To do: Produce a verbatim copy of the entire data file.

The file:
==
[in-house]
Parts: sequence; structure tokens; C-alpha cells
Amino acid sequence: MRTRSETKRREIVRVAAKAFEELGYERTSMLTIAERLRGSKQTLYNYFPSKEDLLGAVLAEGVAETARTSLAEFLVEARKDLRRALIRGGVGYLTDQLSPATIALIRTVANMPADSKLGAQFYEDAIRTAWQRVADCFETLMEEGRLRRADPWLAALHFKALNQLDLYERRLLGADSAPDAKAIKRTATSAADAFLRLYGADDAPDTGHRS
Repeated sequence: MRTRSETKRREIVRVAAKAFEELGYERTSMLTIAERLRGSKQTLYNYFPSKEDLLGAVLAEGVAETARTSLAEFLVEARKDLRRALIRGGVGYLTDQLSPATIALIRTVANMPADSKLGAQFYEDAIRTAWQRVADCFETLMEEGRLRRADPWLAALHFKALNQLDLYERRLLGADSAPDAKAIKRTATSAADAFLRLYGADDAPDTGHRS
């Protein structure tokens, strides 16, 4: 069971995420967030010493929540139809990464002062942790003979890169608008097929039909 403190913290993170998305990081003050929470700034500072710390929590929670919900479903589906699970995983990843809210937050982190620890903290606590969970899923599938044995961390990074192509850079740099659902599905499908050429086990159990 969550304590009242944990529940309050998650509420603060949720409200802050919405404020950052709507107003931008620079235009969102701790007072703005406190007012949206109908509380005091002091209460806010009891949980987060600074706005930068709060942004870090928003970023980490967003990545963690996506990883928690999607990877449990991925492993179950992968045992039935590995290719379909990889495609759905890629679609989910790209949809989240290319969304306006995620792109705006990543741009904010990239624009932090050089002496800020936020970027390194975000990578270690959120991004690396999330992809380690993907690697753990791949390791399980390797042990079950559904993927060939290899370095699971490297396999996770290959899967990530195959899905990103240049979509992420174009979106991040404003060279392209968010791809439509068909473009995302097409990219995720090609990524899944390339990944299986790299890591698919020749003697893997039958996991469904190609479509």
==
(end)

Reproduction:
[in-house]
Parts: sequence; structure tokens; C-alpha cells
Amino acid sequence: MRTRSETKRREIVRVAAKAFEELGYERTSMLTIAERLRGSKQTLYNYFPSKEDLLGAVLAEGVAETARTSLAEFLVEARKDLRRALIRGGVGYLTDQLSPATIALIRTVANMPADSKLGAQFYEDAIRTAWQRVADCFETLMEEGRLRRADPWLAALHFKALNQLDLYERRLLGADSAPDAKAIKRTATSAADAFLRLYGADDAPDTGHRS
Repeated sequence: MRTRSETKRREIVRVAAKAFEELGYERTSMLTIAERLRGSKQTLYNYFPSKEDLLGAVLAEGVAETARTSLAEFLVEARKDLRRALIRGGVGYLTDQLSPATIALIRTVANMPADSKLGAQFYEDAIRTAWQRVADCFETLMEEGRLRRADPWLAALHFKALNQLDLYERRLLGADSAPDAKAIKRTATSAADAFLRLYGADDAPDTGHRS
């Protein structure tokens, strides 16, 4: 069971995420967030010493929540139809990464002062942790003979890169608008097929039909 403190913290993170998305990081003050929470700034500072710390929590929670919900479903589906699970995983990843809210937050982190620890903290606590969970899923599938044995961390990074192509850079740099659902599905499908050429086990159990 969550304590009242944990529940309050998650509420603060949720409200802050919405404020950052709507107003931008620079235009969102701790007072703005406190007012949206109908509380005091002091209460806010009891949980987060600074706005930068709060942004870090928003970023980490967003990545963690996506990883928690999607990877449990991925492993179950992968045992039935590995290719379909990889495609759905890629679609989910790209949809989240290319969304306006995620792109705006990543741009904010990239624009932090050089002496800020936020970027390194975000990578270690959120991004690396999330992809380690993907690697753990791949390791399980390797042990079950559904993927060939290899370095699971490297396999996770290959899967990530195959899905990103240049979509992420174009979106991040404003060279392209968010791809439509068909473009995302097409990219995720090609990524899944390339990944299986790299890591698919020749003697893997039958996991469904190609479509």